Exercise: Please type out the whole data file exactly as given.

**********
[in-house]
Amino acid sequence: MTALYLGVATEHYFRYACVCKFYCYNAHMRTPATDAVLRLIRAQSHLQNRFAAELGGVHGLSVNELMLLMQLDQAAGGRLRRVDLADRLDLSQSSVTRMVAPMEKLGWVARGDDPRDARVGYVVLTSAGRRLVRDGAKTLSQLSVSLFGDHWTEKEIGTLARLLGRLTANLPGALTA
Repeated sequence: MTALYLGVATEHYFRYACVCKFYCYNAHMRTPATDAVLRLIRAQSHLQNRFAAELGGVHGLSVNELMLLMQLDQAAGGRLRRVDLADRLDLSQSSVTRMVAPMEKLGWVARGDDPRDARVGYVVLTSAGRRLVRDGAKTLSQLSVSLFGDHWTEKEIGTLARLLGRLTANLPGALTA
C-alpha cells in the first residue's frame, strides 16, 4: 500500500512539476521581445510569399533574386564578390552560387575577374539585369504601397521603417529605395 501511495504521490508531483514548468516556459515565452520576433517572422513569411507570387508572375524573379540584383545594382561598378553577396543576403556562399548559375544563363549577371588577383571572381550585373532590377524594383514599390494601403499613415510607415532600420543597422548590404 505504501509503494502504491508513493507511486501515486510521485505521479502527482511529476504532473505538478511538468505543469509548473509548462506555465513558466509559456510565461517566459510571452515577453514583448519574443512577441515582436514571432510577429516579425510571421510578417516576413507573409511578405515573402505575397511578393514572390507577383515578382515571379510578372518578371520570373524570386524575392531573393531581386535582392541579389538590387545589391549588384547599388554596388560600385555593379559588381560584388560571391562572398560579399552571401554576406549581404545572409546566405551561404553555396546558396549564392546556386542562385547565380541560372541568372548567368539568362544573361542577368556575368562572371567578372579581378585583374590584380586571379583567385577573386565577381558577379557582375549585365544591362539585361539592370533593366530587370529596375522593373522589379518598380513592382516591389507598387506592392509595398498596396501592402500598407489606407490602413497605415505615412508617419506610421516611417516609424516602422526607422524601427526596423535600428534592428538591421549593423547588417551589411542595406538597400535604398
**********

[in-house]
Amino acid sequence: MTALYLGVATEHYFRYACVCKFYCYNAHMRTPATDAVLRLIRAQSHLQNRFAAELGGVHGLSVNELMLLMQLDQAAGGRLRRVDLADRLDLSQSSVTRMVAPMEKLGWVARGDDPRDARVGYVVLTSAGRRLVRDGAKTLSQLSVSLFGDHWTEKEIGTLARLLGRLTANLPGALTA
Repeated sequence: MTALYLGVATEHYFRYACVCKFYCYNAHMRTPATDAVLRLIRAQSHLQNRFAAELGGVHGLSVNELMLLMQLDQAAGGRLRRVDLADRLDLSQSSVTRMVAPMEKLGWVARGDDPRDARVGYVVLTSAGRRLVRDGAKTLSQLSVSLFGDHWTEKEIGTLARLLGRLTANLPGALTA
C-alpha cells in the first residue's frame, strides 16, 4: 500500500512539476521581445510569399533574386564578390552560387575577374539585369504601397521603417529605395 501511495504521490508531483514548468516556459515565452520576433517572422513569411507570387508572375524573379540584383545594382561598378553577396543576403556562399548559375544563363549577371588577383571572381550585373532590377524594383514599390494601403499613415510607415532600420543597422548590404 505504501509503494502504491508513493507511486501515486510521485505521479502527482511529476504532473505538478511538468505543469509548473509548462506555465513558466509559456510565461517566459510571452515577453514583448519574443512577441515582436514571432510577429516579425510571421510578417516576413507573409511578405515573402505575397511578393514572390507577383515578382515571379510578372518578371520570373524570386524575392531573393531581386535582392541579389538590387545589391549588384547599388554596388560600385555593379559588381560584388560571391562572398560579399552571401554576406549581404545572409546566405551561404553555396546558396549564392546556386542562385547565380541560372541568372548567368539568362544573361542577368556575368562572371567578372579581378585583374590584380586571379583567385577573386565577381558577379557582375549585365544591362539585361539592370533593366530587370529596375522593373522589379518598380513592382516591389507598387506592392509595398498596396501592402500598407489606407490602413497605415505615412508617419506610421516611417516609424516602422526607422524601427526596423535600428534592428538591421549593423547588417551589411542595406538597400535604398